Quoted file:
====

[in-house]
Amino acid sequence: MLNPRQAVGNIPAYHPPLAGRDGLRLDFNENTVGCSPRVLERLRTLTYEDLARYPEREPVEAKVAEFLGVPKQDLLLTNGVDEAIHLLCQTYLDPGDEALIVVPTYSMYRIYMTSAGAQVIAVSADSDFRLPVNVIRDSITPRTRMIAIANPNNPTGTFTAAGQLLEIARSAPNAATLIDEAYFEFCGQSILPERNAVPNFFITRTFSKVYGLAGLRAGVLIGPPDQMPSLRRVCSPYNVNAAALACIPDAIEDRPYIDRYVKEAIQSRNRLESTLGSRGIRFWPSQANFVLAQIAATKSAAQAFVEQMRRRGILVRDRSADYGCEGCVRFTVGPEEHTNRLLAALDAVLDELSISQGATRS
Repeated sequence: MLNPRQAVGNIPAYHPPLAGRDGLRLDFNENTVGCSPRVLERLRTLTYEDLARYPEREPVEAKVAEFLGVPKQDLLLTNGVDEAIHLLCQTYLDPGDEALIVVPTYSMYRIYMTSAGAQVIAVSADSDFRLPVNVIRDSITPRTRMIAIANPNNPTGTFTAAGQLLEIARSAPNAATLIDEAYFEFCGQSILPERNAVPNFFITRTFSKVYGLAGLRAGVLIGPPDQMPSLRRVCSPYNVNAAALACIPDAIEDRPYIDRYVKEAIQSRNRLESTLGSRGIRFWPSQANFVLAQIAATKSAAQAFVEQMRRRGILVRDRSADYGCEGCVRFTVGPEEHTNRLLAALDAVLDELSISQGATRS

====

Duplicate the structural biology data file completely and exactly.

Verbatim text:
[in-house]
Amino acid sequence: MLNPRQAVGNIPAYHPPLAGRDGLRLDFNENTVGCSPRVLERLRTLTYEDLARYPEREPVEAKVAEFLGVPKQDLLLTNGVDEAIHLLCQTYLDPGDEALIVVPTYSMYRIYMTSAGAQVIAVSADSDFRLPVNVIRDSITPRTRMIAIANPNNPTGTFTAAGQLLEIARSAPNAATLIDEAYFEFCGQSILPERNAVPNFFITRTFSKVYGLAGLRAGVLIGPPDQMPSLRRVCSPYNVNAAALACIPDAIEDRPYIDRYVKEAIQSRNRLESTLGSRGIRFWPSQANFVLAQIAATKSAAQAFVEQMRRRGILVRDRSADYGCEGCVRFTVGPEEHTNRLLAALDAVLDELSISQGATRS
Repeated sequence: MLNPRQAVGNIPAYHPPLAGRDGLRLDFNENTVGCSPRVLERLRTLTYEDLARYPEREPVEAKVAEFLGVPKQDLLLTNGVDEAIHLLCQTYLDPGDEALIVVPTYSMYRIYMTSAGAQVIAVSADSDFRLPVNVIRDSITPRTRMIAIANPNNPTGTFTAAGQLLEIARSAPNAATLIDEAYFEFCGQSILPERNAVPNFFITRTFSKVYGLAGLRAGVLIGPPDQMPSLRRVCSPYNVNAAALACIPDAIEDRPYIDRYVKEAIQSRNRLESTLGSRGIRFWPSQANFVLAQIAATKSAAQAFVEQMRRRGILVRDRSADYGCEGCVRFTVGPEEHTNRLLAALDAVLDELSISQGATRS